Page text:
In March of 2015, a family of four on vacation at a resort in the US Virgin Islands became seriously ill and had to be hospitalized following inhalation exposure to methyl bromide mexico-beach-villathat was used to fumigate the vacation villa beneath theirs. The family was unaware that they were being poisoned since they detected nothing unusual until they experienced symptoms.

Methyl bromide is an appealing poison choice for a murder mystery. It’s an unusual lethal weapon that can be used in unique ways to murder and it provides the opportunity for an engaging backstory for your characters.

Thoughts? Comments? I’d love to hear them!

About James J. Murray, Fiction Writer

With experience in both pharmaceutical manufacturing and clinical patient management, medications and their impact on one’s quality of life have been my expertise. My secret passion of murder and mayhem, however, is a whole other matter. I’ve always loved reading murder mysteries and thrillers, and longed to weave such tales of my own. Drawing on my clinical expertise as a pharmacist and my infatuation with the lethal effects of drugs, my tales of murder, mayhem and medicine will have you looking over your shoulder and suspicious of anything in your medicine cabinet.
This entry was posted in A How To Blog on Murder Plot Ideas, A How To Blog on Murder Weapons, About James J. Murray, About Murder, All About Murder, Blog Writers, Blogging, Bloodless Death Scene Writing, Botanical Murder Weapons, Chemical Poisons, Chemicals Used For Murder, Designing Murder Plots, Dramatic Murder Weapons, Ideas for Murder Scenes, Inhaled Neurotoxins, Interesting Murder Weapons, Lethal Agents and Murder, Lethal Chemical Poisons, Lethal Fumigants in Agriculture, Lethal Pesticides, Methyl Bromide and Murder, Murder Weapons, Murder Weapons Discussed, Murder with Neurotoxins, Neurotoxin Poisons, Neurotoxins and Murder, New Blog, New Methods of Murder, Paralytic Nerve Toxins, Paralytic Poisons and Murder, Poisons and Murder, The Science of Murder, Tools of Murder, Undetectable Poisons, Unique Murder Weapons and tagged , , , , , , , , , , , , , , , , , , , , , , , , , . Bookmark the permalink.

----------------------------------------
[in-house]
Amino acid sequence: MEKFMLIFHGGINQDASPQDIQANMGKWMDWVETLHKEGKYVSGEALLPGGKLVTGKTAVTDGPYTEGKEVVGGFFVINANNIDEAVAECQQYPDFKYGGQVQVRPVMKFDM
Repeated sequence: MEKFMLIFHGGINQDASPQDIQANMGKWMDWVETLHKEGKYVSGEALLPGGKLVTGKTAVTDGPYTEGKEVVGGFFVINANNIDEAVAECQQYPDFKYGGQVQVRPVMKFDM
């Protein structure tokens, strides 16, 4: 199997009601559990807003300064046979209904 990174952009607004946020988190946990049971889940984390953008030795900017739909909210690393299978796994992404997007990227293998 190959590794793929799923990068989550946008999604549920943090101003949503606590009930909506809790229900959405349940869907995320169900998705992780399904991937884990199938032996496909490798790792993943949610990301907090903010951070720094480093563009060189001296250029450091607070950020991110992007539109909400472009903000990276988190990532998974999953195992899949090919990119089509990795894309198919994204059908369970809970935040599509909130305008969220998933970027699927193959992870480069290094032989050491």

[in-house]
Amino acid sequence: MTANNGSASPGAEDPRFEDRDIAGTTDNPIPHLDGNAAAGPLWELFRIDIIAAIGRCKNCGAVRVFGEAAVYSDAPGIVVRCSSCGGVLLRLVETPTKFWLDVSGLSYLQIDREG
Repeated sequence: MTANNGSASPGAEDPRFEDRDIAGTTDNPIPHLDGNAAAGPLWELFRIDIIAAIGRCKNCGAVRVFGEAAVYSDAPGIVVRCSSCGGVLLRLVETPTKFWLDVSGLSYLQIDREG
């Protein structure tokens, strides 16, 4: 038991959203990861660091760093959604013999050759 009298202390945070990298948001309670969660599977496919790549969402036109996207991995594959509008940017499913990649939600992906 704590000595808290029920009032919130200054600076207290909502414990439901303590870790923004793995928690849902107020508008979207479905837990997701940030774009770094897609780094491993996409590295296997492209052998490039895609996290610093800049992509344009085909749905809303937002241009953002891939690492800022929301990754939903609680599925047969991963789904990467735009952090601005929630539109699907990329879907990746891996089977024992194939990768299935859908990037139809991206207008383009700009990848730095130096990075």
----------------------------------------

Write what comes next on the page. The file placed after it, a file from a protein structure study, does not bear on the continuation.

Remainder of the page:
4 Responses to Methyl Bromide – An Effective Neurotoxin!

  1. sciencethriller says:

    You’ve got me trying to think of a scene where I can use this…strawberry poison!

  2. Yes, isn’t it a wonderful opportunity?? I was so excited to post this blog and there’s a scene in the back of my mind that’s haunting me now.🙂

  3. Interesting weapon, James, but I suppose one of the challenges would be finding a source.

  4. So true, but I think in this case a vendor in the agricultural industry in California ([particularly the strawberry industry) could provide an interesting source – with a wonderful sub-plot to go with it. Thanks!